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Wednesday, May 07, 2008, 05:00 am PT (08:00 am ET)

Flash Wars: Adobe Fights for AIR with the Open Screen Project [Part 3 of 3]

Flash has plenty of enemies and obstacles, but it also enjoys wide deployment and familiarity. Two areas where Flash can offer real value is in displaying and packaging video on the web, and in serving as a Java replacement for developing applets. Here's a look at how Adobe is working to defend its strengths in the face of competition, and how its efforts to open the Flash specification in the Open Screen Project play into these efforts.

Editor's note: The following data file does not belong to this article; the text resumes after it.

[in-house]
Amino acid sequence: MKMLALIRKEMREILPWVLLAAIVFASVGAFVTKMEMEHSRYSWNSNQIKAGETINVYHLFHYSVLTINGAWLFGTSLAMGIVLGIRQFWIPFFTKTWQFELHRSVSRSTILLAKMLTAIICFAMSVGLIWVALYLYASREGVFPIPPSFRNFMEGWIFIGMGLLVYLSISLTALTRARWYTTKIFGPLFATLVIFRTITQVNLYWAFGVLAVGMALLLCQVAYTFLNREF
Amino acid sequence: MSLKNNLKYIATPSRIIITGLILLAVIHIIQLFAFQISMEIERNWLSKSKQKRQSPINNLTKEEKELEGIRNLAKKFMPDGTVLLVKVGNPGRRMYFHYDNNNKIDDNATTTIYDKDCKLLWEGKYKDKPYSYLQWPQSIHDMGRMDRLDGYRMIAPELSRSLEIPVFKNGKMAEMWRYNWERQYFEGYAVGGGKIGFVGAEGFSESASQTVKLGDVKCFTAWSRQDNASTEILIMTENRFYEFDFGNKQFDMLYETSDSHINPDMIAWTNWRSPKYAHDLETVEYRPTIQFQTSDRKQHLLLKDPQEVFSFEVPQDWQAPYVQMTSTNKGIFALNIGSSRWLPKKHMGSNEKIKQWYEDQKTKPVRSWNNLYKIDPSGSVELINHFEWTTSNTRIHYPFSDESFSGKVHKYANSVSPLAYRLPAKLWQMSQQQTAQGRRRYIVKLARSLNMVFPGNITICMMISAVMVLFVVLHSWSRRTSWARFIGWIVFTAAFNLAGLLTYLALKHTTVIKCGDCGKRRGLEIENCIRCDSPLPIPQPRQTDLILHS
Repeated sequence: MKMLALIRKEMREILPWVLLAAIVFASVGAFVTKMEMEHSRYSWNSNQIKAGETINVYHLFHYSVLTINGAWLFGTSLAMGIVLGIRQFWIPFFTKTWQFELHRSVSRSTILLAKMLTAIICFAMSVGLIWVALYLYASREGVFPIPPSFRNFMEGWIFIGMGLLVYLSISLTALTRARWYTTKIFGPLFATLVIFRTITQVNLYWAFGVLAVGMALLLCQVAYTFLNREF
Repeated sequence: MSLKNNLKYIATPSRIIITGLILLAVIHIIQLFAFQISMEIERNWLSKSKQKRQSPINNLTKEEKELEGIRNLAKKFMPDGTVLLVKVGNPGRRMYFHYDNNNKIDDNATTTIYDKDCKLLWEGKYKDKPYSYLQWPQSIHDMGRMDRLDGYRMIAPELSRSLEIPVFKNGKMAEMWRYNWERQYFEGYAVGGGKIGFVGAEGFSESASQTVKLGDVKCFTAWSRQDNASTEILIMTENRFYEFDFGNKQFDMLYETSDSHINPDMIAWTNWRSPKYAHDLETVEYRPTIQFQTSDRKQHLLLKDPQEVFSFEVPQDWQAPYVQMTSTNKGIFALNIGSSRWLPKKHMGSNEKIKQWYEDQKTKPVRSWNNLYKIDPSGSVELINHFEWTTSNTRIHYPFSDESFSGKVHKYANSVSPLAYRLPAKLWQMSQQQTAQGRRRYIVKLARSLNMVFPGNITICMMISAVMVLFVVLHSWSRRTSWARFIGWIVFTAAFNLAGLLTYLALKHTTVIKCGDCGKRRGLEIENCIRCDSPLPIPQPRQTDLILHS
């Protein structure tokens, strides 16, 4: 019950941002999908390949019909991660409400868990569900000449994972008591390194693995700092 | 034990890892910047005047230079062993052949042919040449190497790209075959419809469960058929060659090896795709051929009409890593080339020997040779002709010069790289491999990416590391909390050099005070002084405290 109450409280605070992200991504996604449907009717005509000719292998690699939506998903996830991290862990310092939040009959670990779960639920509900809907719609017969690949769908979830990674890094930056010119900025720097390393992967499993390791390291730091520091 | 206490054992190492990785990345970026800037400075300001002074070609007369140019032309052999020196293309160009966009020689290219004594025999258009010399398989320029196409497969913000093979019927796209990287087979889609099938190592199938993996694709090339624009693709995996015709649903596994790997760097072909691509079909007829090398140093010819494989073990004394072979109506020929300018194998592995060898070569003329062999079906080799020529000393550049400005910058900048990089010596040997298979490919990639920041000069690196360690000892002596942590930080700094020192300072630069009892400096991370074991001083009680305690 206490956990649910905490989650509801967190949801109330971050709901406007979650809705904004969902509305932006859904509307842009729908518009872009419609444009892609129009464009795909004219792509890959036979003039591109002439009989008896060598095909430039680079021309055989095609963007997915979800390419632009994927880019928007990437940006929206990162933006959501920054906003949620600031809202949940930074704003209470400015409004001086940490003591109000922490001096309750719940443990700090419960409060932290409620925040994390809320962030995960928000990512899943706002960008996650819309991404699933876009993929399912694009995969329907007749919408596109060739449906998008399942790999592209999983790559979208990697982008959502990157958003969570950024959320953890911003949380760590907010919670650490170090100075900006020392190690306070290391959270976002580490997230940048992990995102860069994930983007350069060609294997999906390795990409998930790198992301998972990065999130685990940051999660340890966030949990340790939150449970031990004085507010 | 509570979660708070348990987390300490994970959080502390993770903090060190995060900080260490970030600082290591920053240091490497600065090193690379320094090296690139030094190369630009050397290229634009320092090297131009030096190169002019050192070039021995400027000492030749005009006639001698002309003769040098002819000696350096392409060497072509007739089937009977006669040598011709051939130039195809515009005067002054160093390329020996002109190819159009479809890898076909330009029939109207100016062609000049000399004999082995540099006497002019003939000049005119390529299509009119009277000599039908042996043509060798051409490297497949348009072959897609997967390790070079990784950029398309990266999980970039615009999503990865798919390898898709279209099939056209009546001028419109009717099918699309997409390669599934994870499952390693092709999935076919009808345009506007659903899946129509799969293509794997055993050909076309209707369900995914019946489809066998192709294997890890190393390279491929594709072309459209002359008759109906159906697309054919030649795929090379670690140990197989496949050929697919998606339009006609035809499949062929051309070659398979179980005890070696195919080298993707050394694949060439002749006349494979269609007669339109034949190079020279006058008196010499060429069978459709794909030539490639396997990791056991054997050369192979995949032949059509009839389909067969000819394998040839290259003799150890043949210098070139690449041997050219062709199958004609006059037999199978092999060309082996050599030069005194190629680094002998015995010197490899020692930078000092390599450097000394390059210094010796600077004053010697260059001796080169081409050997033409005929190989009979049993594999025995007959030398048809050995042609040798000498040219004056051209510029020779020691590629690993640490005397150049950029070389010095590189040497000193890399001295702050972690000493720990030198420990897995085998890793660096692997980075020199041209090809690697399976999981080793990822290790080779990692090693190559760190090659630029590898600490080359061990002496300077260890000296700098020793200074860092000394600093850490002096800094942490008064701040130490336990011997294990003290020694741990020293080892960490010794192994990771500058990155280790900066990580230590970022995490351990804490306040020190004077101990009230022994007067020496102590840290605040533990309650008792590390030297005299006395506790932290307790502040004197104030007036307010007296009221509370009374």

Challenges to Flash Video

Flash rapidly took over the market for embedding videos into web pages and popularized the proprietary FLV video container format. However, as the industry has moved to support the more advanced and open H.264 video codec, Adobe has been forced to drop its obsolete old FLV container and migrate toward H.264 itself, both as a codec and as a container file.

Since nearly all modern mobile devices now play back H.264 content in hardware, any advantage to using the Flash software player is now waning outside of the feeble web environment on PC desktops. Even there, Adobe only owns the playback of largely non-commercial content. Nearly all purchased video content is being distributed by Apple through iTunes, and most streaming content is being delivered by Windows Media, Real, or QuickTime. That reduces Adobe's ability to make enough money on Flash to entrench it as a necessary tool for web video.